If you're like most Americans, you're full steam ahead this week, ready to tackle your New Year's resolutions. And -- again -- if you're like most, the resolutions topping your list relate to your finances and your health.
-- Blab about it.
If you shout your goals from the rooftop, telling all of your friends and family that you're going to lose 40 pounds this year or pay off your $5,000 in credit card debt, you're much more likely to do it. Why? Because you don't want to have to admit failure. Having to go to the gym or skip the cheesecake or transfer that $50 a month into savings is painful when you'd rather be sleeping in or going shopping. The idea is to make it even more painful to not follow through with your goals. And having to tell everyone you've failed next December will be pretty painful.
-- Succumb to peer pressure.
I know -- all your life, you've heard you shouldn't. But this is a case where peer pressure can actually work in your favor. Stephan Meier, a professor at Columbia University, recently published a paper on a large study he and two colleagues conducted in Chile. They found that peers are an incredibly important motivator.
"It is even enough if the peers just send each other motivating text messages congratulating when the individual meets his or her goal and encouraging -- but slightly disappointed -- if the individual didn't stick to the goal," Meier says. "With such weekly follow-up messages for savings, we were able to almost double savings for people in Chile."
This goes hand in hand with the first point, but I'd take it a step further by finding a buddy who will work out with you or have a movie night at home when your other friends are out for a pricey dinner.
-- Make it automatic.
This is easy for your savings: You simply set up your checking account so a portion of your paycheck is transferred into savings each pay period. It's out of hand, out of mind, and out of your favorite store's cash register.
It's slightly harder for health goals, but not impossible: Forming a habit and making it automatic is simply a matter of repetition. If you get up and go to the gym every morning before work, before long you'll be dressed and out the door before you have a chance to change your mind. The same goes for cleaning up your eats: I know you've heard that if you start to eliminate fatty or sugar laden foods, you stop craving them. I'm here to tell you that it's true.
-- Consider the consequences.
For both of these goals, not clearing the bar has a big impact: It could mean carrying debt into 2013. It could mean working well past the age you'd prefer to retire. It could mean medical issues and higher health care costs. (I saw a stat from eHealthinsurance.com late last year that said health insurance policyholders in the "obese" body mass index category pay 22.6 percent more in monthly premiums on average than those in the "normal" BMI category.)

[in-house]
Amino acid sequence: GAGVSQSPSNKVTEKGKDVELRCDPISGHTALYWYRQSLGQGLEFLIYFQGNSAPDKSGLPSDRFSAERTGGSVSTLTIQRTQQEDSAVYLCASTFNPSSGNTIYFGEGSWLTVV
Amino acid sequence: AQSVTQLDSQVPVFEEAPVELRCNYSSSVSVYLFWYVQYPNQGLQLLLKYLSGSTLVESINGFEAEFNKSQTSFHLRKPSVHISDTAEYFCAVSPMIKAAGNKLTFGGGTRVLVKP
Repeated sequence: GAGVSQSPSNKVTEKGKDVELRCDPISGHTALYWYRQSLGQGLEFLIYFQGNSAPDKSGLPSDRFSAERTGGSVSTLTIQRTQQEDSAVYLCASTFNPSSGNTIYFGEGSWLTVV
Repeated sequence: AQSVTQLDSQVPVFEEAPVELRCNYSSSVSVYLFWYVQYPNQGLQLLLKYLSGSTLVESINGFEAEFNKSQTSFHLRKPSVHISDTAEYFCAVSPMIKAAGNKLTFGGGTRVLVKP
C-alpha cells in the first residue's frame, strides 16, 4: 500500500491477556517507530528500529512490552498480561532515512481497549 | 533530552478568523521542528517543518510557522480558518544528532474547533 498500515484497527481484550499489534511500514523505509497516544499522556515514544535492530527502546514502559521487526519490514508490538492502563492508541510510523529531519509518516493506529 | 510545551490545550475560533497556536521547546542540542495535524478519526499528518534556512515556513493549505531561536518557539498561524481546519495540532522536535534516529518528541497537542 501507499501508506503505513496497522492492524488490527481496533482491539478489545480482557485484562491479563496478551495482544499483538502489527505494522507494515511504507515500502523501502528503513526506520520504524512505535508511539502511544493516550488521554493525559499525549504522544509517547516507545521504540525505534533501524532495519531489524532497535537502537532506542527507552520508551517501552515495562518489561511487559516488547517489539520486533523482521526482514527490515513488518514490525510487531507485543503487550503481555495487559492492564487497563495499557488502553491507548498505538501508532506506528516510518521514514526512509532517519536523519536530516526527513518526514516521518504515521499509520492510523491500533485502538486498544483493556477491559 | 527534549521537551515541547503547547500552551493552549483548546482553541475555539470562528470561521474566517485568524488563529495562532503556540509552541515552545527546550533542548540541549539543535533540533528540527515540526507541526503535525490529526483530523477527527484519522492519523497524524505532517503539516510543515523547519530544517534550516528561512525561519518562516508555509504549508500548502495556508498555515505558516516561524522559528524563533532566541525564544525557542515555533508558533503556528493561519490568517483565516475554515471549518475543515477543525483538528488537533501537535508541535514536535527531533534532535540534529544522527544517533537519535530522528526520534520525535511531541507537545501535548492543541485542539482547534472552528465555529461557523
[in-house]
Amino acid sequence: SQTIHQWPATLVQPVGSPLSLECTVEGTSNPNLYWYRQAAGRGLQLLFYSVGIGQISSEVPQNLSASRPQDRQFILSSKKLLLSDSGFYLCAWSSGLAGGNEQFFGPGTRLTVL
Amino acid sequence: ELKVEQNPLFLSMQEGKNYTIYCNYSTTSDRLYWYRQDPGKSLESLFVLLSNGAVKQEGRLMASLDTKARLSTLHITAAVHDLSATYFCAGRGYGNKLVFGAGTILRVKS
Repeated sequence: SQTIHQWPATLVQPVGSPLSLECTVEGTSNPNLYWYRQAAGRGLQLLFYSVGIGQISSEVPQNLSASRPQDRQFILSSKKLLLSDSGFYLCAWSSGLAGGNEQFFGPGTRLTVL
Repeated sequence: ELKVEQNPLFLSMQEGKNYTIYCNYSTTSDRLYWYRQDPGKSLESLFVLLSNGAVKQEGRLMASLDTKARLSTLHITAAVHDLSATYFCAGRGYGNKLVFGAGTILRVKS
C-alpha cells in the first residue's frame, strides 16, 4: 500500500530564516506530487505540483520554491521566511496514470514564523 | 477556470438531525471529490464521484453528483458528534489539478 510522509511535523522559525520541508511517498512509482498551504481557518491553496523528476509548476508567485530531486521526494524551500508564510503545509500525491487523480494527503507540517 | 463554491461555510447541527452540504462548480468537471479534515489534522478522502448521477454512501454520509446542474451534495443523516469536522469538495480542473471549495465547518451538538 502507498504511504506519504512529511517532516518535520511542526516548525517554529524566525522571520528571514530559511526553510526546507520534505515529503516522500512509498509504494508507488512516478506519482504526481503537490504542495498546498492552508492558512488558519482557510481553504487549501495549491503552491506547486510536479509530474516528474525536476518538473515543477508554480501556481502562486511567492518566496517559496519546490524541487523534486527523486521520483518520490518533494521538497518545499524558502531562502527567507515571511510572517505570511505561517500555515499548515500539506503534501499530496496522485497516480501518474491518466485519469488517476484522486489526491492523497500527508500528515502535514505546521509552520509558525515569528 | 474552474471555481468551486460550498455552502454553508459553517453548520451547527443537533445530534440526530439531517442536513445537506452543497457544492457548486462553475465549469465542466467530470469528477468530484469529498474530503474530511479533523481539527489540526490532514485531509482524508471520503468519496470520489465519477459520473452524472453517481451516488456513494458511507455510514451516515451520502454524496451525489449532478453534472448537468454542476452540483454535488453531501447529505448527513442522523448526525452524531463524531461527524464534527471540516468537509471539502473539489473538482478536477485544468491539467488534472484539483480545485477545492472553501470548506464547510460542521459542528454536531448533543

Part of what keeps us from meeting our goals is that we're not forward-looking -- we prefer to live in the here and now, and we almost think of our future selves as completely different people, says Meier.
"But if you sit down and realize you may be biased toward now, you can be aware of it," he says. "Then you can write down all the things that are going to happen in the future, and force yourself to think of the long-term consequences."
-- Don't be too hard on yourself.
Studies have shown that we may not be able to tackle two big goals at one time. We simply may not have enough willpower to go around. If you find that's the case, then focus on one area -- health or wealth -- at a time. Once you fall into a pattern there, and you've made your changes second nature, move on to your next goal. And in both cases, it will help to break down your resolutions into smaller, manageable pieces. So instead of aiming to lose 40 pounds this year, you aim to lose a half-pound to one pound per week. Instead of paying off $5,000 in credit card debt, you aim to pay off around $400 in debt a month. Meeting these smaller benchmarks will give you the momentum you need to reach your larger goals by year end.
With Arielle O'Shea
(Jean Chatzky is financial editor of NBC's "Today" show, a contributing editor at More magazine and the author of "Money 911." She recently launched the JeanChatzky Score Builder in partnership with smartcredit.com. Check out her blog at jeanchatzky.com and follow her on Twitter @jeanchatzky.)